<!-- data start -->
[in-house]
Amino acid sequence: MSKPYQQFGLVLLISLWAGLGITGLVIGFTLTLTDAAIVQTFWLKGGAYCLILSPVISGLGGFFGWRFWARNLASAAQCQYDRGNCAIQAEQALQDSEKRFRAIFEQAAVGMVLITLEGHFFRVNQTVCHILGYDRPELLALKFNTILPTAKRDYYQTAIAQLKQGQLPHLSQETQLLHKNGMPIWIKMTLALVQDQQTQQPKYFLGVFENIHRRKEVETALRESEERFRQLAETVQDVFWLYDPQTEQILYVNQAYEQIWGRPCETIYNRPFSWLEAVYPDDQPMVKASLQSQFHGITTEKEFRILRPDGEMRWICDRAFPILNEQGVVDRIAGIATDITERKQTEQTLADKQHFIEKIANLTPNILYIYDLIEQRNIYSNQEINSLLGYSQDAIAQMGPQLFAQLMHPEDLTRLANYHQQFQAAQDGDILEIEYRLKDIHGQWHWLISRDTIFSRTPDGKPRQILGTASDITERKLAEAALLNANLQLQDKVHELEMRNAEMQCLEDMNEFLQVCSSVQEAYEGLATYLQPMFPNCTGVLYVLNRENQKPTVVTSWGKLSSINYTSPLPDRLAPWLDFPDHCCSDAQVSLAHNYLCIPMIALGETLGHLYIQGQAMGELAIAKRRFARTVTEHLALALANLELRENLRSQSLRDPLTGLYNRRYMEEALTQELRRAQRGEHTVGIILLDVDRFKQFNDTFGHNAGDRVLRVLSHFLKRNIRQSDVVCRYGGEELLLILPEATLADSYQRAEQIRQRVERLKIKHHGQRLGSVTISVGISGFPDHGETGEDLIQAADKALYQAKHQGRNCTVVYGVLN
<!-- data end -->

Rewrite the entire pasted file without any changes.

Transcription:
[in-house]
Amino acid sequence: MSKPYQQFGLVLLISLWAGLGITGLVIGFTLTLTDAAIVQTFWLKGGAYCLILSPVISGLGGFFGWRFWARNLASAAQCQYDRGNCAIQAEQALQDSEKRFRAIFEQAAVGMVLITLEGHFFRVNQTVCHILGYDRPELLALKFNTILPTAKRDYYQTAIAQLKQGQLPHLSQETQLLHKNGMPIWIKMTLALVQDQQTQQPKYFLGVFENIHRRKEVETALRESEERFRQLAETVQDVFWLYDPQTEQILYVNQAYEQIWGRPCETIYNRPFSWLEAVYPDDQPMVKASLQSQFHGITTEKEFRILRPDGEMRWICDRAFPILNEQGVVDRIAGIATDITERKQTEQTLADKQHFIEKIANLTPNILYIYDLIEQRNIYSNQEINSLLGYSQDAIAQMGPQLFAQLMHPEDLTRLANYHQQFQAAQDGDILEIEYRLKDIHGQWHWLISRDTIFSRTPDGKPRQILGTASDITERKLAEAALLNANLQLQDKVHELEMRNAEMQCLEDMNEFLQVCSSVQEAYEGLATYLQPMFPNCTGVLYVLNRENQKPTVVTSWGKLSSINYTSPLPDRLAPWLDFPDHCCSDAQVSLAHNYLCIPMIALGETLGHLYIQGQAMGELAIAKRRFARTVTEHLALALANLELRENLRSQSLRDPLTGLYNRRYMEEALTQELRRAQRGEHTVGIILLDVDRFKQFNDTFGHNAGDRVLRVLSHFLKRNIRQSDVVCRYGGEELLLILPEATLADSYQRAEQIRQRVERLKIKHHGQRLGSVTISVGISGFPDHGETGEDLIQAADKALYQAKHQGRNCTVVYGVLN